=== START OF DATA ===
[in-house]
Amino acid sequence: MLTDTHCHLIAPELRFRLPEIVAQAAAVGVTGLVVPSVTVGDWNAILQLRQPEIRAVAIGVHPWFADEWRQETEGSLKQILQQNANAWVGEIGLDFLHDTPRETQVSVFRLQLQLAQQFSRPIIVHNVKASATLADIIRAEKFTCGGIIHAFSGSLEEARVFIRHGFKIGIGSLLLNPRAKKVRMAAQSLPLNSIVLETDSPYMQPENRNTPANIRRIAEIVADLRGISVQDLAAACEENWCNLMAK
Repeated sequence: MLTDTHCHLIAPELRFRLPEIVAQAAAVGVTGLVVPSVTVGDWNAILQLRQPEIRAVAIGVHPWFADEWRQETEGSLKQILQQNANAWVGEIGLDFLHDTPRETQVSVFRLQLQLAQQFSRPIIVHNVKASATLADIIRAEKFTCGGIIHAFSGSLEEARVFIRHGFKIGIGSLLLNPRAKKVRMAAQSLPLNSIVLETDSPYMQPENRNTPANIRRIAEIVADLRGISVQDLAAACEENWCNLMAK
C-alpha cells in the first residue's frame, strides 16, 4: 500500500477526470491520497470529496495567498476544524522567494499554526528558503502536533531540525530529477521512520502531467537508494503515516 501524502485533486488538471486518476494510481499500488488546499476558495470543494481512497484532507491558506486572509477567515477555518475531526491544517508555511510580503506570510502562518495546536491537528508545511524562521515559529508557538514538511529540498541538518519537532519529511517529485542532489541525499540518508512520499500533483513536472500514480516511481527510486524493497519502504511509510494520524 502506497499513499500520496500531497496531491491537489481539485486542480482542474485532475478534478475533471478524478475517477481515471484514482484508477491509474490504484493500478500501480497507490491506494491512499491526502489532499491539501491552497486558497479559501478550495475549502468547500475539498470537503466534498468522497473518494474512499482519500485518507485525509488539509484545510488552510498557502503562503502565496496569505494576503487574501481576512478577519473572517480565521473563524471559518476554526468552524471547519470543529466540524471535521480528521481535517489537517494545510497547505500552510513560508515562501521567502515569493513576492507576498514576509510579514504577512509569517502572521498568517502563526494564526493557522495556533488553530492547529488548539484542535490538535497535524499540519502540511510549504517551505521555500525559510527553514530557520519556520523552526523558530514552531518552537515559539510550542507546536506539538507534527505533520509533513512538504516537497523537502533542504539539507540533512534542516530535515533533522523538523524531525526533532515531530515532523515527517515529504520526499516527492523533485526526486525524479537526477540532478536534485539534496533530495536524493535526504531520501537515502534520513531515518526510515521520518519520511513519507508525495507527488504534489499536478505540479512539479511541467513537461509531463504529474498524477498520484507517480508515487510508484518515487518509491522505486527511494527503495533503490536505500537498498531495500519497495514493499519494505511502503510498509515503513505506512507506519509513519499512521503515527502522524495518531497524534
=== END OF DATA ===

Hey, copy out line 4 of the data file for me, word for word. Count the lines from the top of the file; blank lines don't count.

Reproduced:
C-alpha cells in the first residue's frame, strides 16, 4: 500500500477526470491520497470529496495567498476544524522567494499554526528558503502536533531540525530529477521512520502531467537508494503515516 501524502485533486488538471486518476494510481499500488488546499476558495470543494481512497484532507491558506486572509477567515477555518475531526491544517508555511510580503506570510502562518495546536491537528508545511524562521515559529508557538514538511529540498541538518519537532519529511517529485542532489541525499540518508512520499500533483513536472500514480516511481527510486524493497519502504511509510494520524 502506497499513499500520496500531497496531491491537489481539485486542480482542474485532475478534478475533471478524478475517477481515471484514482484508477491509474490504484493500478500501480497507490491506494491512499491526502489532499491539501491552497486558497479559501478550495475549502468547500475539498470537503466534498468522497473518494474512499482519500485518507485525509488539509484545510488552510498557502503562503502565496496569505494576503487574501481576512478577519473572517480565521473563524471559518476554526468552524471547519470543529466540524471535521480528521481535517489537517494545510497547505500552510513560508515562501521567502515569493513576492507576498514576509510579514504577512509569517502572521498568517502563526494564526493557522495556533488553530492547529488548539484542535490538535497535524499540519502540511510549504517551505521555500525559510527553514530557520519556520523552526523558530514552531518552537515559539510550542507546536506539538507534527505533520509533513512538504516537497523537502533542504539539507540533512534542516530535515533533522523538523524531525526533532515531530515532523515527517515529504520526499516527492523533485526526486525524479537526477540532478536534485539534496533530495536524493535526504531520501537515502534520513531515518526510515521520518519520511513519507508525495507527488504534489499536478505540479512539479511541467513537461509531463504529474498524477498520484507517480508515487510508484518515487518509491522505486527511494527503495533503490536505500537498498531495500519497495514493499519494505511502503510498509515503513505506512507506519509513519499512521503515527502522524495518531497524534